In fact, during the rock steady years, ‘It’s Rocking Time’ was one of the few original compositions Phyllis recorded, with the song apparently the original source for Alton Ellis’ huge hit ‘Rock Steady’.
In December 1967, Phyllis moved to New York, where she found employment in a bank. That could have been the end of her musical story but, luckily for us, it wasn’t. For the next five years she led a double life: bank clerk in the USA, singing star in Jamaica. She regularly flewback to Kingston to record at Treasure Isle, and we can only assume that Duke Reid paid her fare, although he apparently wasn’t very forthcoming with actual cash.
As the sound of reggae began to dominate at the end of the sixties, Phyllis continued her trips to Bond St. and laid down great sounds like ‘Love Is All I Had’, as well as a number of singles on which she was paired her with various male singers. Alongside ‘Mr. Take It Easy’, Hopeton Lewis, sherecorded ‘Right Track’, ‘Take My Heart’, from the songbook of fifties torch singer, Toni Arden, and a fine verion of George Jones’ ‘Walk Through This World’, while with the aforementioned Alton Ellis, she cut ‘Remember That Sunday’, a significant Jamaican hit in 1970.
Over the next year or so, Duke Reid continued to excel at finding suitable songs in unlikely places. ‘One Life To Live One Love To Give’, the title track of her only Treasure Isle LP, was originally called ‘Living In Love’, though those words never occur in the lyrics. A Teddy Randazzo song, it was waxed by the obscure American singer Sheila Anthony for the equally obscure but pleasantly-named Buttercup label, and lay dormant until Britain’s Northern Soul scene later discovered it..
‘We Belong Together’ is not to be confused with the 1958 song by Bronx R&B duo Robert & Johnny, but in fact has even more obscure origins, with this writer unable to identify the original version. By contrast, ‘Midnight Confession’ was US pop group Grass Roots’ biggest-ever hit, while ‘Love The One You’re With’ was bang up to date when Phyllis recorded it in 1971: both Stephen Stills and the Isley Brothers took the song into the US Top 20 in that year.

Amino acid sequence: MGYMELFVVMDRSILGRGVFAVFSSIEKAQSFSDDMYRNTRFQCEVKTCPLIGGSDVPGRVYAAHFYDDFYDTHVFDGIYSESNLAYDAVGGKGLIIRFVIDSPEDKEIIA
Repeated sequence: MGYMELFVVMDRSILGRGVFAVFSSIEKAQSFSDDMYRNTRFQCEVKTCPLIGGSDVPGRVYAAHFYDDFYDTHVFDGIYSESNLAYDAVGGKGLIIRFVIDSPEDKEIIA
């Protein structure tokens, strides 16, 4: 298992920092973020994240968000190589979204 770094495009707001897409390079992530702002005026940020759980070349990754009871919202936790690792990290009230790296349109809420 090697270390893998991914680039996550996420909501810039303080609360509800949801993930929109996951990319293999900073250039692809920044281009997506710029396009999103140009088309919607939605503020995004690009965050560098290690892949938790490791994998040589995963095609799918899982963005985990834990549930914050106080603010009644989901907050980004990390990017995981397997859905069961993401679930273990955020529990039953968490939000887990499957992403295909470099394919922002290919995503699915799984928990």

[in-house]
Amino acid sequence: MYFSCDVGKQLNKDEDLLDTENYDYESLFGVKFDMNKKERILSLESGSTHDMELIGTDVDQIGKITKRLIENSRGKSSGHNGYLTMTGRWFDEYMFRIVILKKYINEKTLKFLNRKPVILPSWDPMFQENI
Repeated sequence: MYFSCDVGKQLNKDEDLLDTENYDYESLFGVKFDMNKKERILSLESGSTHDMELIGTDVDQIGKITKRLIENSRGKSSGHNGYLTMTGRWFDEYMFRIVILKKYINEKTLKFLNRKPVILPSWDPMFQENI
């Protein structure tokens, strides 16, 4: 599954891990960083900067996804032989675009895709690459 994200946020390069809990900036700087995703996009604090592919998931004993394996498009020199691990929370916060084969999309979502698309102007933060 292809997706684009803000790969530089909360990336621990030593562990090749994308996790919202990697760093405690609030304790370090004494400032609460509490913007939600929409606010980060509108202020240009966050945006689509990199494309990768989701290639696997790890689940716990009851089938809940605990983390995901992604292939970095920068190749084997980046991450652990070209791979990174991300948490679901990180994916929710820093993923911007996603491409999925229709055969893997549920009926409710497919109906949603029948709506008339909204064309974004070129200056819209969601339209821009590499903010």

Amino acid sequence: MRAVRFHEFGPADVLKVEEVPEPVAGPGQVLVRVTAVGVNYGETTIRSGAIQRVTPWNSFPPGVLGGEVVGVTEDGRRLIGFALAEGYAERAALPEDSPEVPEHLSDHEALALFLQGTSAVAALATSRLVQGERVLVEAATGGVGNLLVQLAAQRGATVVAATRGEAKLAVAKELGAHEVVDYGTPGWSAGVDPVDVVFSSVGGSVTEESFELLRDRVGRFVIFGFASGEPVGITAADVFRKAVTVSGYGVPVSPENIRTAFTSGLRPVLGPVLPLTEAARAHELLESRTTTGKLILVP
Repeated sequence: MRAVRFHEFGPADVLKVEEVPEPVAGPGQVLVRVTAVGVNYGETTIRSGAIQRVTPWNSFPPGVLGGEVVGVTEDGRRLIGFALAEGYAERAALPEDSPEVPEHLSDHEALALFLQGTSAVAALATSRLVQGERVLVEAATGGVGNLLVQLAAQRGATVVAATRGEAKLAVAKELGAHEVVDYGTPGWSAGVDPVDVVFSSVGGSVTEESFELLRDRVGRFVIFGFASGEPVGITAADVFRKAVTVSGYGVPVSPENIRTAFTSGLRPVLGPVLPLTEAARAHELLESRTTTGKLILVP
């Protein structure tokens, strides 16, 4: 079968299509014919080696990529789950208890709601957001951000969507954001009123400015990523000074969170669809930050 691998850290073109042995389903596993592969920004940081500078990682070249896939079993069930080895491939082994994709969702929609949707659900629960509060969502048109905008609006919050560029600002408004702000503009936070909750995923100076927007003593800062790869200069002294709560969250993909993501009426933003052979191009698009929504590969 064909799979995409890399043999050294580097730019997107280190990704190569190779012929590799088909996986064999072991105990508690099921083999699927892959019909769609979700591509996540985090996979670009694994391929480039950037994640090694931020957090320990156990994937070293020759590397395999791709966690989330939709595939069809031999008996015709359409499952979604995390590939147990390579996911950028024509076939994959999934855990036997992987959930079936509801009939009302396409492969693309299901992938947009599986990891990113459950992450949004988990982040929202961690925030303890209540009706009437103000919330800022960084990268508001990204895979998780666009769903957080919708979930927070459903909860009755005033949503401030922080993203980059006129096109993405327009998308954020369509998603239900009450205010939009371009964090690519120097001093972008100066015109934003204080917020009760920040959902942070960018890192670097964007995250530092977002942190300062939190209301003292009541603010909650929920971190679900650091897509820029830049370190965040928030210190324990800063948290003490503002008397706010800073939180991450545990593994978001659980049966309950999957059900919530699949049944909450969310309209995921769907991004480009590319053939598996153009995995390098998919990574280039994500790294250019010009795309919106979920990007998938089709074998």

On ‘Eddie Oh Baby’ is the femme slant on Eric Donaldson’s monster ’71 hit, ‘Cherry Oh Baby’, ‘Woman In The Ghetto’ is the Marlena Shaw song, and gets a reading, which is a gem of controlled emotion tempered with soulful style; perhaps the most adult song Phyllis Dillon ever sang, it’s hard to believe that she was just 24 when she did.
Shortly afterwards, she simply stopped making records and settled down to family life in New York and to bringing up two children. In the seventies she did some live work with expat Ja. band, the Buccaneers, but there always seemed to be a reason why little or no money ensued.
At that point Phyllis Dillon abandoned the world of music with some bitterness. That might have been the end of the saga, had it not been for one Michael Bonnet, the entertainment director of the Oceanea Hotel in Kingston, who called her and asked if she would come over and sing. Initially she refused, wary of the slim rewards that had come her way in the past, but to his credit, Bonnet persisted.
‘He said, well, my boss gave me X-amount of dollars, and I have six months to try and convince you’, recalled Phyllis in 1998. ‘And I said, why not, let me go do it. It was ’91, and everything just came back, and I realised how much I was in love with that thing’.
Her second career took her back to Jamaica and to London, Germany and Japan for live shows, and back into the studio with Lynn Taitt in 1998 to record for the first time in 25 years. She continued touring, singing vintage ska, rock steady and reggae songs to audiences who were always appreciative and sometimes ‘really really wild’ until illness slowed her down.
Phyllis died on 15th April 2004. During her lifetime, she didn’t make enough recordings, not nearly enough, which make the legacy of one of Jamaica’s most accomplished and enjoyable song stylists, all the more valuable.